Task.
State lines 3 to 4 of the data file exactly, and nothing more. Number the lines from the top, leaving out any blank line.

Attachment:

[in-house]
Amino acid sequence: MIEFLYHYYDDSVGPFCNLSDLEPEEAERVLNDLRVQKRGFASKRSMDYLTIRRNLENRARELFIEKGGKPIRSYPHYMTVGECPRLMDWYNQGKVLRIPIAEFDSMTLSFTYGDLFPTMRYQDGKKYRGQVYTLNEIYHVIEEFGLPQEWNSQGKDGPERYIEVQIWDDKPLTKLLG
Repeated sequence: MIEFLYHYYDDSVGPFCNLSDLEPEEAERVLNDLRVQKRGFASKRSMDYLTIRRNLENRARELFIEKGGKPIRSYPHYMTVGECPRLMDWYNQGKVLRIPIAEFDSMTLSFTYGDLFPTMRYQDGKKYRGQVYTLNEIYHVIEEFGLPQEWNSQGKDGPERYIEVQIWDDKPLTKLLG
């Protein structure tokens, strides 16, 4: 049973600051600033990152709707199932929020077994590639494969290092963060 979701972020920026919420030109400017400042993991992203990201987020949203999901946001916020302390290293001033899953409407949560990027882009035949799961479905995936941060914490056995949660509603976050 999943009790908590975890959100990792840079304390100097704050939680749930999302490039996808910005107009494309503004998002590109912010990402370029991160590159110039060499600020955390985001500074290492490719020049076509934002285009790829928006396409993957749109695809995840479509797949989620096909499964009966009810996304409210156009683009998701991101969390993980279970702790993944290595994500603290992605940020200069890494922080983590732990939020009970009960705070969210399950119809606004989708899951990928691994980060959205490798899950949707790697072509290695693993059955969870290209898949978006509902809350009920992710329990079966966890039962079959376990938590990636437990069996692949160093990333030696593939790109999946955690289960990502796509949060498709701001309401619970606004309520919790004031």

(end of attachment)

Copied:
Repeated sequence: MIEFLYHYYDDSVGPFCNLSDLEPEEAERVLNDLRVQKRGFASKRSMDYLTIRRNLENRARELFIEKGGKPIRSYPHYMTVGECPRLMDWYNQGKVLRIPIAEFDSMTLSFTYGDLFPTMRYQDGKKYRGQVYTLNEIYHVIEEFGLPQEWNSQGKDGPERYIEVQIWDDKPLTKLLG
């Protein structure tokens, strides 16, 4: 049973600051600033990152709707199932929020077994590639494969290092963060 979701972020920026919420030109400017400042993991992203990201987020949203999901946001916020302390290293001033899953409407949560990027882009035949799961479905995936941060914490056995949660509603976050 999943009790908590975890959100990792840079304390100097704050939680749930999302490039996808910005107009494309503004998002590109912010990402370029991160590159110039060499600020955390985001500074290492490719020049076509934002285009790829928006396409993957749109695809995840479509797949989620096909499964009966009810996304409210156009683009998701991101969390993980279970702790993944290595994500603290992605940020200069890494922080983590732990939020009970009960705070969210399950119809606004989708899951990928691994980060959205490798899950949707790697072509290695693993059955969870290209898949978006509902809350009920992710329990079966966890039962079959376990938590990636437990069996692949160093990333030696593939790109999946955690289960990502796509949060498709701001309401619970606004309520919790004031």